Just a quick reminder that Terri will be starring in two plays at The Tristan Bates theatre (tristanbatestheatre.co.uk) in Covent Garden, London and producing them both alongside her partners; the very talented Maxine Evans (who’ll be directing) and the equally talented writer Neil Docking.
I am sure she would love your support.
Tickets £15 full/ £13 concessions.
Mon 22 – Sat 27 June, 7.30pm.
Box office tel 020 7240 6283
BUY TICKETS HERE
Here’s an idea of what you’ll be watching –
Between them, and from differing perspectives, The Revlon Girl and Barren explore the grief associated with the loss of a child.
The Revlon Girl is based on real-life events associated with the mining disaster in 1966 in the village of Aberfan, South Wales and centres on an actual group of bereaved mothers that met in its aftermath. Though a fictionalized account of one of their actual meetings, the play touches on the real stories of those living in a working class, close knit community hit by this terrible event: the feelings that perhaps they were to blame; the sense of betrayal by those in authority; the mass grief endured under the ceaseless gaze of a shocked public (the Aberfan disaster was the first to be covered by television as it is today). At its heart however, The Revlon Girl is a human story of resilience; particularly of women living through a truly appalling event that brought out the very best, and the very worst, in people.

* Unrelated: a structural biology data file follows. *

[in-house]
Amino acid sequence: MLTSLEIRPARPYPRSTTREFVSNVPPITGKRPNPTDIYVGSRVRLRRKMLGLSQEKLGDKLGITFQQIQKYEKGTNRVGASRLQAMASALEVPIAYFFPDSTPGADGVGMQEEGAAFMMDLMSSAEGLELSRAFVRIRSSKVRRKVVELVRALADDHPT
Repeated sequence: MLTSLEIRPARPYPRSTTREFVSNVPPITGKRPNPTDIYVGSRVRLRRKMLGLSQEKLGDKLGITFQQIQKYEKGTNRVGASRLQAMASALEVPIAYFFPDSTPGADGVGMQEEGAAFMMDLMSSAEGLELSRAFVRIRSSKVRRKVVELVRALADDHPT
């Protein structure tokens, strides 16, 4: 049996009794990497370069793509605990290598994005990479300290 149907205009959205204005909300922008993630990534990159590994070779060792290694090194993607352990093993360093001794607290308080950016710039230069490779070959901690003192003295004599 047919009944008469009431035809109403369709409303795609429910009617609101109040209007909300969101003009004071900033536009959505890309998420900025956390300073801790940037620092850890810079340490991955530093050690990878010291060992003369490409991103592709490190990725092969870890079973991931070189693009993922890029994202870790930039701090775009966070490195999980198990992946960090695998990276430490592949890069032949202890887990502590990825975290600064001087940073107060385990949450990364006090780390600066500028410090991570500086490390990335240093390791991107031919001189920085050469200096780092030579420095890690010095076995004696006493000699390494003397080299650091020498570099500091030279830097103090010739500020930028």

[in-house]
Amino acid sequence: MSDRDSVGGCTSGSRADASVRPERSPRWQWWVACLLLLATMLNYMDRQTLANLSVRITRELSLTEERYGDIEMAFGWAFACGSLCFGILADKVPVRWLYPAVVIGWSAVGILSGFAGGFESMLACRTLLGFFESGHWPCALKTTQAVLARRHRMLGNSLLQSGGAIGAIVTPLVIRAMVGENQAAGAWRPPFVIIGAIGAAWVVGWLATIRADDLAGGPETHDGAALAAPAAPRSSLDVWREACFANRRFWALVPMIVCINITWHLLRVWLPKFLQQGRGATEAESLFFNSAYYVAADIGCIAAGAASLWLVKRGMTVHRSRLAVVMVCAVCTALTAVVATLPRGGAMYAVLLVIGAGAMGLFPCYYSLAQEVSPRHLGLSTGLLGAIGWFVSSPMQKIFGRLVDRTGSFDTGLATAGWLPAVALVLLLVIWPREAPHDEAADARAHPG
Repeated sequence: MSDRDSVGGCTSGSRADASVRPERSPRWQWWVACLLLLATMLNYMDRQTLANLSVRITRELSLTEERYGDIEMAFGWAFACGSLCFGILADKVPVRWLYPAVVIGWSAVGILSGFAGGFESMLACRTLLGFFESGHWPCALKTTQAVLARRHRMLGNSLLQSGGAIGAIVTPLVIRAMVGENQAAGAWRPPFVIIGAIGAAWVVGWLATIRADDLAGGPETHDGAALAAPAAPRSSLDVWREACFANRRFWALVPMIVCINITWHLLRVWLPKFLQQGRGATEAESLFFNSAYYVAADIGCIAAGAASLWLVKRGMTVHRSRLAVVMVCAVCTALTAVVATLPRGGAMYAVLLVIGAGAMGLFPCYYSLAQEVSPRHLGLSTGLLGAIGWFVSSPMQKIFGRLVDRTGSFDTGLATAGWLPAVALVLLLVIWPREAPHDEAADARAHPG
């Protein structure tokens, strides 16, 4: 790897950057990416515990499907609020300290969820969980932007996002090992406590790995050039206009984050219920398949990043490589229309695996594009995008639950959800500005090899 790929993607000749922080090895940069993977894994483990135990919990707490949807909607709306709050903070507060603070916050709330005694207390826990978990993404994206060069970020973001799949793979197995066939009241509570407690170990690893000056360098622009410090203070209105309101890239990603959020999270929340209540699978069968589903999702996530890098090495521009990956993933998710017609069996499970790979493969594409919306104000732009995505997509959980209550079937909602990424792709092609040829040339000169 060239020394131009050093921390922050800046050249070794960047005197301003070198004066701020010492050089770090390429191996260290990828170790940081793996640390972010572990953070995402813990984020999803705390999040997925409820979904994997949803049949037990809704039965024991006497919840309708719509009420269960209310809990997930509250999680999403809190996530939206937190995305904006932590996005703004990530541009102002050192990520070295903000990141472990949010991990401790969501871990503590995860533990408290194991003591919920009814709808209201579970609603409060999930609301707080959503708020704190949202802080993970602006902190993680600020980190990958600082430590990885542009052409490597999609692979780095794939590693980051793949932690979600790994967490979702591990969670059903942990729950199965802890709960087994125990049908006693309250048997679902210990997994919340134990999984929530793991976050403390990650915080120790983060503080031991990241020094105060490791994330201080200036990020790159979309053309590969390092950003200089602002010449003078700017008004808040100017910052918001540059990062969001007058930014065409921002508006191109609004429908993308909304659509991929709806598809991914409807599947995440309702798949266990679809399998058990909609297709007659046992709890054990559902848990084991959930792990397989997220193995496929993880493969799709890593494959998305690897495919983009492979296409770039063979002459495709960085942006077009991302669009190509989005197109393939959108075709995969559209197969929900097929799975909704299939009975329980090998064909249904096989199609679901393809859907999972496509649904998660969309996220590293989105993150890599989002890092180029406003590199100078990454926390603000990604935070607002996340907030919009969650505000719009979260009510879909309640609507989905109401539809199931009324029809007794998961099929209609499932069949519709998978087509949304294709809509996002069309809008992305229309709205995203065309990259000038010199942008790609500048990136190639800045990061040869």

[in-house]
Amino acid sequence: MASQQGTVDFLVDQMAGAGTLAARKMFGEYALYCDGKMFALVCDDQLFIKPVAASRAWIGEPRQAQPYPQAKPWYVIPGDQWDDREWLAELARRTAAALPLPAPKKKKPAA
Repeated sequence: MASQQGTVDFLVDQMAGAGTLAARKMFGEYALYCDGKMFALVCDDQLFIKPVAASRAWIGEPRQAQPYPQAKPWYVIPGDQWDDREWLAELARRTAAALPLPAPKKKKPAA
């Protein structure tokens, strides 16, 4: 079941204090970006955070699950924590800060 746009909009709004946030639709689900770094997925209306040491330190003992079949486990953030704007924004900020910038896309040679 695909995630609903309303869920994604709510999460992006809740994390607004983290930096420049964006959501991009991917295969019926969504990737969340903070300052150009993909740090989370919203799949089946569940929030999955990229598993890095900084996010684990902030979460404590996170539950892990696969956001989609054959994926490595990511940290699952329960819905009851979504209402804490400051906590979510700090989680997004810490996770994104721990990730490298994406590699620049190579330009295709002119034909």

In Barren, the story powerfully documents the largely forgotten and often disregarded plight of those who will never have children. With many women postponing childbirth until their thirties (and sometimes beyond) and others who choose to postpone it indefinitely, the play will resonate beyond those who- like Andi and Vic, our couple at the heart of the play- are denied a child by nature. Theirs is a story with a different kind of tragedy at its heart: one of might-have-beens; of desperation; of dreams unfulfilled. This is couple who never asked for much in the first place- these are not high-flying careerists; they are an everyday couple with everyday hopes- robbed of the son that will only live in their dreams.
Though these plays can be described at once as offbeat, dark, humorous, tragic, heart-rending and even perhaps uplifting, they are – taken together – an exploration of arguably the most painful and senseless event that can happen to any human being- no matter who they are.